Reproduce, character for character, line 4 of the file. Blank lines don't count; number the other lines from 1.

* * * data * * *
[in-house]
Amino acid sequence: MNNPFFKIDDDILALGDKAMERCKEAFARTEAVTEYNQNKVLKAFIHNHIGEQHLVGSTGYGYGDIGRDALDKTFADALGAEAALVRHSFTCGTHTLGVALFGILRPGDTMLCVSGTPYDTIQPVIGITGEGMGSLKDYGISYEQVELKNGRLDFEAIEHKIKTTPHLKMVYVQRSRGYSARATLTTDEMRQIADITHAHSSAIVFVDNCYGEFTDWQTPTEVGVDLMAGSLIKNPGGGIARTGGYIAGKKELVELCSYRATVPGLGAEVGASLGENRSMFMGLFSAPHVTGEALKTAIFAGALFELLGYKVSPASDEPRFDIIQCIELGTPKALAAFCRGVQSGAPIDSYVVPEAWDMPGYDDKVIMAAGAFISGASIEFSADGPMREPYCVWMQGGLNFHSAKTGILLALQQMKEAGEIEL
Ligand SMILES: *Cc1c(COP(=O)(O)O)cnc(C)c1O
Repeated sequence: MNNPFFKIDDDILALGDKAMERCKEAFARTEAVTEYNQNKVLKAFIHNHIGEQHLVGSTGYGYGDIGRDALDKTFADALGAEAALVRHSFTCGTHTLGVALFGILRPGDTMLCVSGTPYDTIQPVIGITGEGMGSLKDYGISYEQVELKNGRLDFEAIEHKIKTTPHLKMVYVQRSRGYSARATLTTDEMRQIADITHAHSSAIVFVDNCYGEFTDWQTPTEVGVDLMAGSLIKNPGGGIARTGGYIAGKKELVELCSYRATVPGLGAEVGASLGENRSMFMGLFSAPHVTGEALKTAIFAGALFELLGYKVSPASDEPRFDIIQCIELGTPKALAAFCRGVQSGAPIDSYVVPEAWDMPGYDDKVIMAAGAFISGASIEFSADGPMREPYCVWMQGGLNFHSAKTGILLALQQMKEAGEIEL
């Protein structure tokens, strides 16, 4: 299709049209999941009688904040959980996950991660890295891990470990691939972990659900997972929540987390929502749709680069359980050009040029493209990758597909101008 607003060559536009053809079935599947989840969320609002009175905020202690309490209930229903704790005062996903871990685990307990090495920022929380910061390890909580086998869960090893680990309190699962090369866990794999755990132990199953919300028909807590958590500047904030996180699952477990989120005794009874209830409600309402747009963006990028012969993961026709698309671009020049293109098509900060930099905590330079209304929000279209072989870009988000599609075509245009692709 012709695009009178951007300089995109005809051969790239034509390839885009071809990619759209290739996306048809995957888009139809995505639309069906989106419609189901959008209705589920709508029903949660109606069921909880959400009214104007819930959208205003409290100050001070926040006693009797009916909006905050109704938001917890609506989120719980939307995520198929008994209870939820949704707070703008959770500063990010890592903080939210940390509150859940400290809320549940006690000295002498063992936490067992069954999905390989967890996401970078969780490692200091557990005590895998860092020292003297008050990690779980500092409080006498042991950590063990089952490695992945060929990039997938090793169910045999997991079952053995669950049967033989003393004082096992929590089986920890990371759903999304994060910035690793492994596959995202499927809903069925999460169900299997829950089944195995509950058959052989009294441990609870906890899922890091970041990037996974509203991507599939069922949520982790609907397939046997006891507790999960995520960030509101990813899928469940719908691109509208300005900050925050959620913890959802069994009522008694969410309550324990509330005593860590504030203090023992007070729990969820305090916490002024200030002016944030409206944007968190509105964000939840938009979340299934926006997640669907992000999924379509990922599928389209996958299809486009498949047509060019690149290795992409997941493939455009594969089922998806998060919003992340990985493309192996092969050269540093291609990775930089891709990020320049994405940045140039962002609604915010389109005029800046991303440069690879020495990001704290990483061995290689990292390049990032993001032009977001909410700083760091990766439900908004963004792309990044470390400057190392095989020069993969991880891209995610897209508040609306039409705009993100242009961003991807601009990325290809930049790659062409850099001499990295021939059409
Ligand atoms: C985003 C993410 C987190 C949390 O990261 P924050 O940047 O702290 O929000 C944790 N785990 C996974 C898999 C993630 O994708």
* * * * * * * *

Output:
Repeated sequence: MNNPFFKIDDDILALGDKAMERCKEAFARTEAVTEYNQNKVLKAFIHNHIGEQHLVGSTGYGYGDIGRDALDKTFADALGAEAALVRHSFTCGTHTLGVALFGILRPGDTMLCVSGTPYDTIQPVIGITGEGMGSLKDYGISYEQVELKNGRLDFEAIEHKIKTTPHLKMVYVQRSRGYSARATLTTDEMRQIADITHAHSSAIVFVDNCYGEFTDWQTPTEVGVDLMAGSLIKNPGGGIARTGGYIAGKKELVELCSYRATVPGLGAEVGASLGENRSMFMGLFSAPHVTGEALKTAIFAGALFELLGYKVSPASDEPRFDIIQCIELGTPKALAAFCRGVQSGAPIDSYVVPEAWDMPGYDDKVIMAAGAFISGASIEFSADGPMREPYCVWMQGGLNFHSAKTGILLALQQMKEAGEIEL